Metro Weekly

LGBT groups urge SCOTUS to strike down Texas abortion law

Advocates say a decision upholding the law could negatively impact LGBT people

Photo: U.S. Supreme Court. Credit: Davis Staedtler/flickr.

Photo: U.S. Supreme Court. Credit: Davis Staedtler/flickr.

Several LGBT groups are coming to the legal aid of their allies in the reproductive justice movement, urging the U.S. Supreme Court to strike down a 2013 Texas law that placed some of the country’s most draconian restrictions on Lone Star State abortion providers as a way of forcing them out of business.

The law, known as House Bill 2, gained national prominence after opponents staged massive grassroots protests against it, and after former State Sen. Wendy Davis (D-Fort Worth), the Democratic Party’s 2014 gubernatorial candidate, staged an 11-hour filibuster of a similar bill known as Senate Bill 5. House Bill 2 requires doctors who provide abortions to obtain admitting privileges at a hospital within 30 miles — something that is so difficult to obtain that it would likely result in the closure of most clinics, particularly those in rural areas.

The bill also demands that abortion facilities, in order to stay open, must meet regulatory standards, such as minimum size standards for rooms, doorways, and even restroom plumbing, which can force the facilities to close if they don’t meet those standards. And it bans all abortions after 20 weeks of gestation with a narrow exception for when the mother’s life is at risk, and requires that women who take abortion-inducing drugs or the “morning-after” pill be forced to see a doctor up to four times when taking the medication, often forcing them to miss work and travel long distances out of their way to reach a women’s health clinic. 

The Texas abortion law was challenged in court, and that challenge is now pending before the Supreme Court, which is slated to hear oral arguments on March 2. The Obama administration and 44 other groups, including state and federal lawmakers, medical experts, and reproductive justice groups, have filed amicus briefs in the case of Whole Women’s Health, et al. v. Cole.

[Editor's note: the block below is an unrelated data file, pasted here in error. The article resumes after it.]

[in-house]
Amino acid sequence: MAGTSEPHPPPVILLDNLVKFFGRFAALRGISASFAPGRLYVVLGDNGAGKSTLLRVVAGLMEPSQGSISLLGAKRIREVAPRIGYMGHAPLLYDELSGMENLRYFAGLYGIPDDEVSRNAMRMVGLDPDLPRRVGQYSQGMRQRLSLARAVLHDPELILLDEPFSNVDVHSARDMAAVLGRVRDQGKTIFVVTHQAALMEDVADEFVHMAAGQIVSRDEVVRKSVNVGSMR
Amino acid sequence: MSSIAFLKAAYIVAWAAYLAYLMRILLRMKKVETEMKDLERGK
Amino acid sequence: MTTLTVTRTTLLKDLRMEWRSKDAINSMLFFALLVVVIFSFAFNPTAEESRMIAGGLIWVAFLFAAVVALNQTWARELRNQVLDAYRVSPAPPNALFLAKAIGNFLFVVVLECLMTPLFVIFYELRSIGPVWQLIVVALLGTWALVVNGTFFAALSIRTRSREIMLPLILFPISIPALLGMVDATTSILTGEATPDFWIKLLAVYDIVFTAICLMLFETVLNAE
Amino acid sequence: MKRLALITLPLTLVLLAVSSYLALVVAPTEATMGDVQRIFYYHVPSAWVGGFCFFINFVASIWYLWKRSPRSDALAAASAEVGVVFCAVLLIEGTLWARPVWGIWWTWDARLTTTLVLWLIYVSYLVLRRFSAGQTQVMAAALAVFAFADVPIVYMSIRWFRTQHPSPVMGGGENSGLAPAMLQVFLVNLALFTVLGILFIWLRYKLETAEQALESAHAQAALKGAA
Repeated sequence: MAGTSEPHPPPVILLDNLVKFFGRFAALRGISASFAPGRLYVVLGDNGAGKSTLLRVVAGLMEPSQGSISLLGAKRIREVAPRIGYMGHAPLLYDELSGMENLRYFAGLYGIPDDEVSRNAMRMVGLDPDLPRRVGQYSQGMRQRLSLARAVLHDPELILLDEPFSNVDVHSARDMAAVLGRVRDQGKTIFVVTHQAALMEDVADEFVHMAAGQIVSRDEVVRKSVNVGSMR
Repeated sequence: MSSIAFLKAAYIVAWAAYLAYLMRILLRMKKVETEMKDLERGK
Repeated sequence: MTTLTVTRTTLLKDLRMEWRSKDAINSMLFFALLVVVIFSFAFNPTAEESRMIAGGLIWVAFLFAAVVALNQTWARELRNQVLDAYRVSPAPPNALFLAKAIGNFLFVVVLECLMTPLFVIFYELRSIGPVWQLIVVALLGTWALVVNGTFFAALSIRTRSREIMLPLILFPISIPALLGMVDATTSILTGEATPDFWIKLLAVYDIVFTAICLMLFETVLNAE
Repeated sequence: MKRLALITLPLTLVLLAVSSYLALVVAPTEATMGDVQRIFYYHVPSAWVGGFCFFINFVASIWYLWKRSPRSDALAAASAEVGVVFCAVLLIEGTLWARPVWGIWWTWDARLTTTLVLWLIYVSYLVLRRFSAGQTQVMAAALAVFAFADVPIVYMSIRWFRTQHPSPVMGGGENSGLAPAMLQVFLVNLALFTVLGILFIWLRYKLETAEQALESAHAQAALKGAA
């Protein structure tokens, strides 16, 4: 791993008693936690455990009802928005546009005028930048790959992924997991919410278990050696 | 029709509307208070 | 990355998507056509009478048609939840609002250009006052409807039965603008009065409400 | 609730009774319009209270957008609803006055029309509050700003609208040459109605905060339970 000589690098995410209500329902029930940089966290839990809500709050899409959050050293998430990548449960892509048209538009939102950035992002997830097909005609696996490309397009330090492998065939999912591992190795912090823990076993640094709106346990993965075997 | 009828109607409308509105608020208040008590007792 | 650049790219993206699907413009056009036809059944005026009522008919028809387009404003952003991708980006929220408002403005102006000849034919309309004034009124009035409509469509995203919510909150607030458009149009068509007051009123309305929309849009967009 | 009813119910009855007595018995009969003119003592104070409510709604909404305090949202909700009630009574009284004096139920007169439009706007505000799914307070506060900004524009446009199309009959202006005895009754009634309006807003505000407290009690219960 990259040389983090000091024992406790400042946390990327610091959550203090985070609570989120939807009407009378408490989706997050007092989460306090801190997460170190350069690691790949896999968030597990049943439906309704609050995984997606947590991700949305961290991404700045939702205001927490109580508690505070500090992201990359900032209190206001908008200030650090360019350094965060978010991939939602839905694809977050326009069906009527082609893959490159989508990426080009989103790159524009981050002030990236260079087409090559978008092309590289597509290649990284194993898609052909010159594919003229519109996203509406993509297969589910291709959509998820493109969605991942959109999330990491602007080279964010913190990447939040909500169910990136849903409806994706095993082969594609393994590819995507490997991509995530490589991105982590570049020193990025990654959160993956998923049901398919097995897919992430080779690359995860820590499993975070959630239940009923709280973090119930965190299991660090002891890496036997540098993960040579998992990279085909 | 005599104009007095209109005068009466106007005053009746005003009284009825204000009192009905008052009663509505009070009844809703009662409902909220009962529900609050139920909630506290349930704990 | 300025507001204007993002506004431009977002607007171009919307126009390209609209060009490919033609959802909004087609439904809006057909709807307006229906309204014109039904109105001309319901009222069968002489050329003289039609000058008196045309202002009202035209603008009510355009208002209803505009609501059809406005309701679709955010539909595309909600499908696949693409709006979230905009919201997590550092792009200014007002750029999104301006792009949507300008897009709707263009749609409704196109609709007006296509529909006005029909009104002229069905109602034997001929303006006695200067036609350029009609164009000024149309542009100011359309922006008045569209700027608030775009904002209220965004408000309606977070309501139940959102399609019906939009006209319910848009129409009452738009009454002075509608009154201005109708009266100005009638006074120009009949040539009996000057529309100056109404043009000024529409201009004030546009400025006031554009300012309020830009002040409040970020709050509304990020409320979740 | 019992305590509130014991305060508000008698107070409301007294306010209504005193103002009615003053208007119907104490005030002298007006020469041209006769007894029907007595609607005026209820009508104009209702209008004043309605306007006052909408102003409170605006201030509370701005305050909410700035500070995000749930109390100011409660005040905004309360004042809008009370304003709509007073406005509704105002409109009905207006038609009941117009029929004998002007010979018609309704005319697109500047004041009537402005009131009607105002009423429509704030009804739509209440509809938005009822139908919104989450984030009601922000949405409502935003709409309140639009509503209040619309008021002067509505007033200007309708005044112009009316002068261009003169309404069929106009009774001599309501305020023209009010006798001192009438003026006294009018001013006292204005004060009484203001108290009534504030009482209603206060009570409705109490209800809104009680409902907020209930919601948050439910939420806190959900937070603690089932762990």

One of those amicus briefs was filed by several LGBT groups, including the National Center for Lesbian Rights, the National LGBTQ Task Force, Gay & Lesbian Advocates and Defenders (GLAD), Equal Justice Society, the National Black Justice Coalition, the Family Equality Council, the Human Rights Campiagn, Equality Federation, and Health Professionals Advancing LGBT Equality, among others. As Metro Weekly has previously reported, the LGBT movement has, for quite some time, been a close ally of the reproductive rights and reproductive justice movements.

In their amicus brief, the LGBT organizations ask the court to strike down the restrictions in the Texas law. They argue that if the restrictions are upheld, all but 10 abortion clinics in the state would be forced to close. They ask the Supreme Court justices to carefully scrutinize the state’s asserted justification for the law — that it is intended to protect the health of women who seek abortions — before allowing it to stand. According to evidence presented by medical experts at trial, the restrictions are unnecessary and actually endanger women’s health.

“The movements for reproductive health, rights and justice are indispensable for LGBTQ people. Our work, as repro and LGBTQ advocates, is inseparable as we are working for the right to live our lives fully and the right to choose how we use our bodies,” Rea Carey, executive director of the National LGBTQ Task Force, said in a statement speaking on behalf of the LGBT coalition.  

“…A ruling that favors discrimination under the guise of ‘women’s health’ would negatively impact LGBTQ people,” Carey continued. “For one, it would severely restrict our ability to control our reproductive health and sexual lives. Many of us — cisgender women, transgender men, intersex and gender non-conforming individuals, among others — can get pregnant and rely on a full range of reproductive health options, including abortion.”

John Riley is the local news reporter for Metro Weekly. He can be reached at jriley@metroweekly.com

Leave a Comment: